HFU IV Macro 4.8 µm-10 µm Intragranular micro and macro porosity as well as intergranular macro and micro porosity Poorly sorted medium grained with carbonate and clay cement
HFU V Mega > 10 µm Intragranular micro and macro porosity, intergranular macro porosity Coarse grained, moderately well sorted with relatively less cement

Table 2: Core plug analyses.


Risk Assessment

The Southwest Regional Partnership on Carbon Sequestration (SWP) developed and applied a risk assessment workflow to the Farnsworth Unit (FWU) project that includes: (1) Risk Management Planning, (2) Risk Identification, (3) Qualitative Risk Analysis, (4) Quantitative Risk Analysis, (5) Risk Response Planning, and (6) Risk Monitoring and Control.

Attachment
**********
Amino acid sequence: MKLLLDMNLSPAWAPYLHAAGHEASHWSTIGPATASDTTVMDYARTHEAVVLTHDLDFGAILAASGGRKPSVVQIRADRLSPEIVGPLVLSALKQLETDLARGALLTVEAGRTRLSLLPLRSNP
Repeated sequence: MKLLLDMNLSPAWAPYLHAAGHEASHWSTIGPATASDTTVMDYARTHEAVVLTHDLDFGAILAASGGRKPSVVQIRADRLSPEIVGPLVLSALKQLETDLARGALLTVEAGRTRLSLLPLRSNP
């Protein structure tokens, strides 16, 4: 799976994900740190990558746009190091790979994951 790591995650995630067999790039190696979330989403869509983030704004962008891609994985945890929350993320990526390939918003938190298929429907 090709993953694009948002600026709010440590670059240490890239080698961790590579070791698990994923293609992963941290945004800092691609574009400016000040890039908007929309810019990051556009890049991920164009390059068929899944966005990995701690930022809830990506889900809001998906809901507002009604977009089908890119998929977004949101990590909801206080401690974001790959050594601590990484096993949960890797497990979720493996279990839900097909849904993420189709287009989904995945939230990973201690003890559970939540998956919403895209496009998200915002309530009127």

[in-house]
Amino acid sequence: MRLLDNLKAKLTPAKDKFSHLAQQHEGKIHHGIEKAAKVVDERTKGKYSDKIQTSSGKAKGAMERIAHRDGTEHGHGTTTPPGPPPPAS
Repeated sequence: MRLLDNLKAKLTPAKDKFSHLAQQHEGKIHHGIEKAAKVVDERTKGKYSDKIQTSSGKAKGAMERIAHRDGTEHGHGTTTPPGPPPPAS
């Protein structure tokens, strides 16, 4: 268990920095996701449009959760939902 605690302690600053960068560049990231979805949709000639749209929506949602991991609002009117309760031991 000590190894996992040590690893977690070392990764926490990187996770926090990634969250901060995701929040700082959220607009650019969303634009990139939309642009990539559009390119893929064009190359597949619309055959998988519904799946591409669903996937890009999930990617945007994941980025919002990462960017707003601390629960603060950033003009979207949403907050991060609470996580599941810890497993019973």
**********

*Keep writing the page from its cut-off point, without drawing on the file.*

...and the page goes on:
Using a feature, events, and processes (FEPs) approach, SWP assembled a risk registry that identified potential risks for all major activities of the project. SWP performed annual risk surveys starting in 2014 to evaluate and prioritize the FEPs. Risk was ranked semi-quantitatively with respect to event likelihood and impact severity. Both factors were judged on a five-point scale for each FEP. Significantly, rankings of the FEPs varied in different surveys. For instance, ranking of the FEP of price of oil was the 6th in 2014, but increased to the 1st in all following surveys, reflecting the large drop in oil price at the end of 2014. This drop caused the field operator to reduce expansion plans and ultimately resulted in the sale of the field to a new operator. Nevertheless, some FEPs remain in the top 10 for all surveys (e.g., carbon dioxide [CO2] supply adequacy and field operating and maintenance costs). Based on the results of the annual risk survey, SWP developed and regularly updated risk prevention and mitigation treatment plans for the top 40 FEPs.